Shinichi Atobe exists out of time, producing material that’s both inimitable and genuine. “From The Heart, It’s A Start, A Work Of Art” was released in May and is perhaps the most unique and enduring of all of his output over the years – easily ranking among our favourite releases of the year. Curiously, it has origins going all the way back to early 2000, when three of the tracks here were originally produced and cut to acetate at D&M in Berlin (in an edition of 5!), presumably lined up as a follow-up of sorts to Atobe’s legendary “Ship Scope” 12” for Chain reaction from the same era. Alas, it wasn’t to be, and almost two decades later these tracks, re-mastered from that original acetate, make up the centrepiece of this amazing record alongside mesmerising newer productions.

The tracks here are effectively some of the Japanese producer’s earliest work, showcasing the sort of tender, feminine pressure that would bubble up on the Ship-Scope EP and later be revealed in his new productions, Butterfly Effect and World yet, for many reasons, would lay sunk in his archive for the next 17 years.

The tracks taken from that acetate are labelled First Plate 1-3 and are quite remarkable, having taken on so much added weight over the years that the incidental crackle of surface noise imbues proceedings with an added dimension that’s hard to fathom. it basically sounds like a lost transmission making its way from Paul-Lincke-Ufer at the turn of the millennium to a new, completely changed world all these years later.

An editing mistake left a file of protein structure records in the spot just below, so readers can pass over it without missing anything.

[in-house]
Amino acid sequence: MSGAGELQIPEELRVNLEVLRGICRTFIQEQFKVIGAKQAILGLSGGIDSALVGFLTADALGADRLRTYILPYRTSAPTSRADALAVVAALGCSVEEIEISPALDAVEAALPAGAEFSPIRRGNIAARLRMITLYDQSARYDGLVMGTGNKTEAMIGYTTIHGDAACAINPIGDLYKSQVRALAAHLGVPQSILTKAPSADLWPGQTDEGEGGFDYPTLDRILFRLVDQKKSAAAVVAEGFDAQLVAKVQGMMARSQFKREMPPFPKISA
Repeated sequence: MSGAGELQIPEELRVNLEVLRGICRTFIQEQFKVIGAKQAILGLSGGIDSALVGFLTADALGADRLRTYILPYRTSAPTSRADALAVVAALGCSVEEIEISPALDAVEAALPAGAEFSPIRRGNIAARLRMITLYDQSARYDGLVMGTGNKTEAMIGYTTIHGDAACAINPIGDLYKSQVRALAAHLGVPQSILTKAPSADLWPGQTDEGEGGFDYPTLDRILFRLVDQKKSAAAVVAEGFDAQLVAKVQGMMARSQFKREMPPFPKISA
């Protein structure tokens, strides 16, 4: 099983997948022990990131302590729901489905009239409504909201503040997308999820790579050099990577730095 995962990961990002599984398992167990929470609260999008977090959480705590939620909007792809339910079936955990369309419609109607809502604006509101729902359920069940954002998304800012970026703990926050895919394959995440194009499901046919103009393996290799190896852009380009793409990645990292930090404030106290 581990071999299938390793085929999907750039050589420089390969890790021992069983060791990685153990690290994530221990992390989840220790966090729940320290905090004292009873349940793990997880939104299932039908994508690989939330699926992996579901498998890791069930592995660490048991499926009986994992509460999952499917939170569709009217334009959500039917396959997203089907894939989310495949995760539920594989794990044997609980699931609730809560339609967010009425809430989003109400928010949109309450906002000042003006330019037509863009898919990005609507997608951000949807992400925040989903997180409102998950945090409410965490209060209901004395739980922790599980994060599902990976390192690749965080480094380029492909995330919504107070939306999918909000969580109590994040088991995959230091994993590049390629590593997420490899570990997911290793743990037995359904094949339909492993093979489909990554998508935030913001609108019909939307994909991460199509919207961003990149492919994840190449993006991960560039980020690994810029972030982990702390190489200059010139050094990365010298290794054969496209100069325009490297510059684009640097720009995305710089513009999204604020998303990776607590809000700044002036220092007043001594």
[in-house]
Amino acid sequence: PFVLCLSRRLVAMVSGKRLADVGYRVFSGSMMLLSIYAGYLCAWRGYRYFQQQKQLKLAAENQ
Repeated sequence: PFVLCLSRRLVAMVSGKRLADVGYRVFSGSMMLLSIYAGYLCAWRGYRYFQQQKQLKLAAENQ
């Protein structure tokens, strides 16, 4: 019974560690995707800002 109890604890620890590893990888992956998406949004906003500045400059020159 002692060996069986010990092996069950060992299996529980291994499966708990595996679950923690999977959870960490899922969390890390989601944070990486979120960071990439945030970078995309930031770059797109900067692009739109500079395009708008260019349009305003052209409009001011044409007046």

The patina of crackle lends a mist-on-bare skin feeling akin to summer garden parties at Berghain in the stepping First Plate 1, and gives a foggier sort of depth perception to the hydraulic, Maurizian heft of First Plate 2, but it’s the submerged euphoria of First Plate 3 that hits the hardest; a heady, bittersweet reminder of days gone by.

The other four tracks are crisply transferred from master tapes, relinquishing a sublime, impossible to categorise House variant that recalls everything from DJ Sprinkles to Ron Trent, yet with that weird, timeless production style that by now has become something of a signature for this most distinctive and hard to categorise producer. For our money, it ranks among the finest and most distinctive in the Chain Reaction / Shinichi canon.